• University of Iowa Health Care (UI Health Care), based in Iowa City. UI Health Care is the state’s only comprehensive academic medical center. It includes University of Iowa Hospitals and Clinics, the University of Iowa Roy J. and Lucille A. Carver College of Medicine, and University of Iowa Physicians, the state’s largest multi-specialty physician group practice with 1,432 physicians, residents, and fellows. UI Health Care also employs 7,482 non-physician staff, and serves as a resource to the state through its research, medical education, patient care, and numerous other initiatives.
'Best of both worlds' approach
Members describe the arrangement as the “best of both worlds,” allowing each organization to maintain its legacy and independence, while promoting clinical integration and care coordination. It does not involve a merger of assets or changes in ownership or control.
The structure is designed to sustain and honor the members’ local missions and governance authorities, while supporting participation in a larger effort to lead needed changes in the health care system. The alliance also is designed to encourage additional health care providers in Iowa and contiguous states to join and participate in these important initiatives.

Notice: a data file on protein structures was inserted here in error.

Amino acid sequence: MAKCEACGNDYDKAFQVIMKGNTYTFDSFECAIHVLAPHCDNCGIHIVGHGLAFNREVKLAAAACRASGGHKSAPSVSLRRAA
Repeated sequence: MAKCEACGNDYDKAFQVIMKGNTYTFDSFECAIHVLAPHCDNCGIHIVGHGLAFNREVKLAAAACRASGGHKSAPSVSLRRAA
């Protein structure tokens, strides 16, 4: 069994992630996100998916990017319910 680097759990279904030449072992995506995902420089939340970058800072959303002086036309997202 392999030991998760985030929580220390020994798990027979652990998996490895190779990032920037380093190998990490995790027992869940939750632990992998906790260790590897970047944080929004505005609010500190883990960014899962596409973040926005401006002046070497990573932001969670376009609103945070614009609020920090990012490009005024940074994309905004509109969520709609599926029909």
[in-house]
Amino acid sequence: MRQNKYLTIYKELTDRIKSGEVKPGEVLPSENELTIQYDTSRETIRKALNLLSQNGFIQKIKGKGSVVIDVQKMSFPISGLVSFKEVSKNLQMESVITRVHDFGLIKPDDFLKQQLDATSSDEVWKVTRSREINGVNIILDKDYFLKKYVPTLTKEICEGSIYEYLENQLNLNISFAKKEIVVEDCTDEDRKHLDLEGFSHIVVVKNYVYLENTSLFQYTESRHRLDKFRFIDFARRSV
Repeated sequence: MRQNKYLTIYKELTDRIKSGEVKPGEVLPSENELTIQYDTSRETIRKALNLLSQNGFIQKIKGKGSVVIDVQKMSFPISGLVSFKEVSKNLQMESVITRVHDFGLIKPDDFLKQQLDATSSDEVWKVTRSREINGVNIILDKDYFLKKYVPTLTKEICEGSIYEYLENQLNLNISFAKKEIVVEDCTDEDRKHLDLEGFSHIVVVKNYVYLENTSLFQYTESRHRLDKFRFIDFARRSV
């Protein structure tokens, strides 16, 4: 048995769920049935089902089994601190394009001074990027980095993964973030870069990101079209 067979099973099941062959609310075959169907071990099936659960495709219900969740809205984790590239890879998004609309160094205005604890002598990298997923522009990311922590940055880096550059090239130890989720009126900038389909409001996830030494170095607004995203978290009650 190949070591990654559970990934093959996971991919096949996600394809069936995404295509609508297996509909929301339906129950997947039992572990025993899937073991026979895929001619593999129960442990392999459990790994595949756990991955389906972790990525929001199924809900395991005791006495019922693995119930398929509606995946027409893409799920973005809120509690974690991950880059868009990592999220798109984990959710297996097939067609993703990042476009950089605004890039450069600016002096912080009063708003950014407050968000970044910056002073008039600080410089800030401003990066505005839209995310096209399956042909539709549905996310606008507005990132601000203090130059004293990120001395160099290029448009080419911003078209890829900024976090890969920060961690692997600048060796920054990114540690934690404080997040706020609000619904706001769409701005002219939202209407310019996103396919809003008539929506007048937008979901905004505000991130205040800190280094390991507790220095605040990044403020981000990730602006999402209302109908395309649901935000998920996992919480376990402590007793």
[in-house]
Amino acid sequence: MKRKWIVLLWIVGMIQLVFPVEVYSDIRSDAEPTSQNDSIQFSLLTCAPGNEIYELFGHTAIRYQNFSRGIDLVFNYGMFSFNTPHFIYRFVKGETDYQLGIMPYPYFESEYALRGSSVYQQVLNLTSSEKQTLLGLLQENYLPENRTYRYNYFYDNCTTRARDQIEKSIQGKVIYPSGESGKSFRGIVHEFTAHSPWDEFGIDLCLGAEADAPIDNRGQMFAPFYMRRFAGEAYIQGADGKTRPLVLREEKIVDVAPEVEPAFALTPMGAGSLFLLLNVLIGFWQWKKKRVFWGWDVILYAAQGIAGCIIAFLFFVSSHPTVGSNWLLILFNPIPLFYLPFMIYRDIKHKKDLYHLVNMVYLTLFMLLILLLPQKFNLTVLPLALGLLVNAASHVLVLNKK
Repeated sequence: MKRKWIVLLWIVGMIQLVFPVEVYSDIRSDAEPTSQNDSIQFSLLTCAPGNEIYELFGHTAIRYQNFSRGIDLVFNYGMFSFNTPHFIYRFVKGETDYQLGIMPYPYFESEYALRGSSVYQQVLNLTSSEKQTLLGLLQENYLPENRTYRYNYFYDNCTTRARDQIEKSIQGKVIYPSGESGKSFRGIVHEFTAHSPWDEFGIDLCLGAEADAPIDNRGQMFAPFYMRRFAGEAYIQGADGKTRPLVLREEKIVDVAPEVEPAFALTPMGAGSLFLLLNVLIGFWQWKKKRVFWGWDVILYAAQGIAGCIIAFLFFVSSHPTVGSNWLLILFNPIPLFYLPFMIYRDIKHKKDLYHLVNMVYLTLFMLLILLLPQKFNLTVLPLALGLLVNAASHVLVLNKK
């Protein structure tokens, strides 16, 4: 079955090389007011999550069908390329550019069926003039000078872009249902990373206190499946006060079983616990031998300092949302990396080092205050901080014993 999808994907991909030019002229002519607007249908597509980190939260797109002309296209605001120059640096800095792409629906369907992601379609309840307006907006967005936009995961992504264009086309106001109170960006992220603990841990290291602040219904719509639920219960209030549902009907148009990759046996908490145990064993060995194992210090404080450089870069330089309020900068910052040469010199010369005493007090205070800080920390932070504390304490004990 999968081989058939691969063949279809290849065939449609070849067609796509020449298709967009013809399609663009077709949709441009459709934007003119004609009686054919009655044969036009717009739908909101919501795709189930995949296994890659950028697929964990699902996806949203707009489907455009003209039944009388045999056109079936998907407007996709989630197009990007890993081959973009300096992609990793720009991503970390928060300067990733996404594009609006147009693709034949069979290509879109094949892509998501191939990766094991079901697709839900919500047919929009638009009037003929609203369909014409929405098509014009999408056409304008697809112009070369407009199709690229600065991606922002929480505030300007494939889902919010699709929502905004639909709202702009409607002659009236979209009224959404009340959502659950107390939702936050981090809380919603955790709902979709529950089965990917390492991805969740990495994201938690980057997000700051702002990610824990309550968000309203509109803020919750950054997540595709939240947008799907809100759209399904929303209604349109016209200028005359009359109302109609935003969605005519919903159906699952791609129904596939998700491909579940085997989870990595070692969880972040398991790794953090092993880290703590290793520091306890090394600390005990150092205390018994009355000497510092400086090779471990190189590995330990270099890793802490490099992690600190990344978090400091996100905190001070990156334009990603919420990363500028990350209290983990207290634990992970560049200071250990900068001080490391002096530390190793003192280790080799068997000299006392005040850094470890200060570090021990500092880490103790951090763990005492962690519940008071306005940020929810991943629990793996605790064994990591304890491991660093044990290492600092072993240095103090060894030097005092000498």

Examples of specific UIHA efforts will include:
• Strengthening primary care to ensure Iowans have access to a “medical home,” through which they can receive preventive services and improved coordination of care across settings and levels of clinical services and specialties.
• Assisting members in developing performance metrics and comparative reporting to support improvement efforts, i.e. using comparative data to identify and share best practices and reduce the variations in care, which will improve quality and lower costs.
• Developing programs to determine and address the health status of communities served.
• Developing educational programs for health care providers, patients, and consumers.
• Developing techniques and systems for improving patients’ engagement in managing their health.
• Sharing the high costs of the information systems and experts needed to analyze clinical data and convert it into information that can be used by physicians and others to improve care and better manage populations of patients with chronic diseases.
• Sharing expertise and operational costs associated with development of “accountable care” initiatives, enabling the members to evaluate and participate in new payment programs offered by governmental and commercial insurance programs.
• Collaborating in research initiatives.
Real value for patients and communities
“We believe by working together we can achieve the necessary expertise and size—the skill and scale—to be successful into the future and to bring real value to our patients and communities,” says Dave Vellinga, president and CEO of MHN.
Doug Cropper, president and CEO of GHS, agrees. “Lowering costs and improving quality requires organizations to work together to share best practices, reduce variation, streamline care and, most importantly, improve the health status of populations of patients," he says. "We are excited to have so many of Iowa’s hospitals and clinics committed to real improvement in their organizations and their communities.”